Last week, the argument was made that the role and responsibilities of teachers have evolved over the past decades, creating a healthy, responsive classroom environment that lacks only more money and increased staffing to succeed.
Politicians do their best to give us what we want because that’s how they get elected and re-elected.
So we just have to tell our politicians we want schools that teach children to meet the standards set in the rest of the country if not the world, no matter what the cost. Failure is not an option. That means more money for more teachers and counsellors, even social workers and psychologists.
Convincing a political party to adopt such a platform would be next to impossible. Many people would resist the enormous cost of an education revolution, even if they support it in spirit. Too many of us think inside the economic budget box made in the South.
But in the North, we have no political parties. We have rule by individuals, 22 of them. No left wing or right wing or wing ding ideology to serve. We vote for good government based upon what we have always done – balance the books, meet payroll for the 4,700 government workers, maintain the roads and water trucks, don’t embarrass us in Ottawa.
So imagine an election – the next election – if there were 22 people running, one in every riding, committed to building an education system like no other.
In every NWT community, there is at least one if not more champions of education. That’s a person who has always spoken up for educational values, who’s always involved in the schools, either as a teacher or classroom support, or just helped out wherever they could, year after year.
The GNWT’s Education Hall of Fame has inducted 67 such education champions since 2010. Go have a look: https://www.ece.gov.nt.ca/en/services/education-hall-fame .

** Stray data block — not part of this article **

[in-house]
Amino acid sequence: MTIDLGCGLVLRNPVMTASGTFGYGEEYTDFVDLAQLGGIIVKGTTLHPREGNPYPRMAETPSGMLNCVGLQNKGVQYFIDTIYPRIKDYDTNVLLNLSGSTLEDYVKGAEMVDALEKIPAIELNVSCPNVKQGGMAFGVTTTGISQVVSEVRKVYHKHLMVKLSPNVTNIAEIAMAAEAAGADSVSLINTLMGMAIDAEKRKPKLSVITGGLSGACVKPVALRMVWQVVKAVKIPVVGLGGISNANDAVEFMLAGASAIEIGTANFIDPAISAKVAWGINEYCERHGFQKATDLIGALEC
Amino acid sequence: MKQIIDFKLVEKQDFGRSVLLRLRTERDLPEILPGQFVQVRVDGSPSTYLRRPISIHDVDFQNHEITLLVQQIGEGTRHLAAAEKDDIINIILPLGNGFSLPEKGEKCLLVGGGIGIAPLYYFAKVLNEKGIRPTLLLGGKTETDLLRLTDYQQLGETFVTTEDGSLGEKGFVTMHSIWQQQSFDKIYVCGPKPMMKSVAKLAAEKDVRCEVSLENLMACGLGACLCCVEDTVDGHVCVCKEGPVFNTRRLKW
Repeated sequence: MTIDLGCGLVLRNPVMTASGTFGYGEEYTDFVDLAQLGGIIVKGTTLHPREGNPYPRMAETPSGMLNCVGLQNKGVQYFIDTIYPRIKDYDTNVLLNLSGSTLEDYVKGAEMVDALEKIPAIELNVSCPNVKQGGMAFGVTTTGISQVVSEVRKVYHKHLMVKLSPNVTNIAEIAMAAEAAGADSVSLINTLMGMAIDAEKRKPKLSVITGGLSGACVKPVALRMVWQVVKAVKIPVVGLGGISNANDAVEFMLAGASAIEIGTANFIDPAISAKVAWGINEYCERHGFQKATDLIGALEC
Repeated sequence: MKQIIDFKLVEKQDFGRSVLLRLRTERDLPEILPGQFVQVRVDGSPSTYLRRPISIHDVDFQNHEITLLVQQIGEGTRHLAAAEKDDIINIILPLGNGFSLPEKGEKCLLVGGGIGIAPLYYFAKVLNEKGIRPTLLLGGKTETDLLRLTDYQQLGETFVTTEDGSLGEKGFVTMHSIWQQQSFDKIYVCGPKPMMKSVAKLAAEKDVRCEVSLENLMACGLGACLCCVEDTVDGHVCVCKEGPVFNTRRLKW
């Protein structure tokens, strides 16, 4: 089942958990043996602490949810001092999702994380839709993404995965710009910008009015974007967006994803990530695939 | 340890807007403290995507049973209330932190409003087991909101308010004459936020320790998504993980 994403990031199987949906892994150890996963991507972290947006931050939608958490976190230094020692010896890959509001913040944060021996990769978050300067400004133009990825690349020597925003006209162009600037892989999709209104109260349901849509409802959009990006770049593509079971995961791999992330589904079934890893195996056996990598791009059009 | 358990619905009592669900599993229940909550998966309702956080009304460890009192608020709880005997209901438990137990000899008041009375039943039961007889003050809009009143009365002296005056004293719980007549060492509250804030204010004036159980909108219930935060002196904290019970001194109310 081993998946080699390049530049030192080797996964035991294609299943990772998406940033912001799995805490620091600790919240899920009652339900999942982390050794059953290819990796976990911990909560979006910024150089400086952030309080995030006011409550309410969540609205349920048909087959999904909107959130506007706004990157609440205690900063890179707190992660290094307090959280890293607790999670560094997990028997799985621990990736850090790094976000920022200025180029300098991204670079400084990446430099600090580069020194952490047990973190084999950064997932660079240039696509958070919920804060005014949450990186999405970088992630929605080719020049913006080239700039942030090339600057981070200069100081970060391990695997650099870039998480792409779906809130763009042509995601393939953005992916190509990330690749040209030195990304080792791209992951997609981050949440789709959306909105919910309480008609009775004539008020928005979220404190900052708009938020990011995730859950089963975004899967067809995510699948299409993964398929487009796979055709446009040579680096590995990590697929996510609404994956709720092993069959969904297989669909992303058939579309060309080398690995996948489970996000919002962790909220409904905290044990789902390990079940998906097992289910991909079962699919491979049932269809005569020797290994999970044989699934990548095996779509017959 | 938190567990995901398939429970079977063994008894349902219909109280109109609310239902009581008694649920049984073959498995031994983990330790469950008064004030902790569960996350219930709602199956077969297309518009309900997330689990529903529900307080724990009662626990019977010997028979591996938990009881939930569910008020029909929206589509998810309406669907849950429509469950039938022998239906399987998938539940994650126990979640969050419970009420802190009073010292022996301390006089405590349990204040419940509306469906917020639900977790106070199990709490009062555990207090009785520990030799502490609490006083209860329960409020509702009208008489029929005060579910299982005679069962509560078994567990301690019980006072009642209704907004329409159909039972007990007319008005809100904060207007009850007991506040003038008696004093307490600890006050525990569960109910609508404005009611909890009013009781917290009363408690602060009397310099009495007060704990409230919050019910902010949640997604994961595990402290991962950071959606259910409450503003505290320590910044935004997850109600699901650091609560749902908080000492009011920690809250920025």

If enough education revolutionaries achieve a majority, they can vote themselves into cabinet and choose their education premier. Simple math.
Once they have formed a government, there will be little guesswork involved. The path forward is mapped out in the Skills 4 Success: 4-Year Action Plan 2016-2020, an insightful blueprint drawn by the Dept. Of Education for fixing what’s wrong with our schools. Have a look at that too: (https://www.ece.gov.nt.ca/sites/ece/files/resources/skills_4_success_4-year_action_plan_2016-2020.pdf )
The only problem with that plan was the absence of any dollar figures to make it happen, not even estimates. It’s like a promise to build a road from Wrigley to Tsiigehtchic without attaching either a pricetag, or worse, any funding. No one takes it seriously.
Everyone, except too many young students, believes success in school equals success in life. Doesn’t that mean failure in school equals failure in life? It does.
Parents, aunts, uncles, brothers and sisters, all these people own the vote. They can choose their education champions, encourage them to run in the 2019 election, and take the education revolution to Yellowknife.
The horrible Alberta Achievement Test results may not be an accurate measure of the quality of learning in our schools nor define our students. But how wonderful it would be to turn the numbers upside down and report over 80 percent of our students achieving ‘acceptable ‘ results.
That success would be felt in our economy and lessen the crippling costs of our court systems, jails, social service expenditures and healthcare.
Instead of Finland being the education darling of the world, the NWT school system would be the new standard and may well encourage more professionals to move North for their children’s education rather than Northern professionals sending their kids south.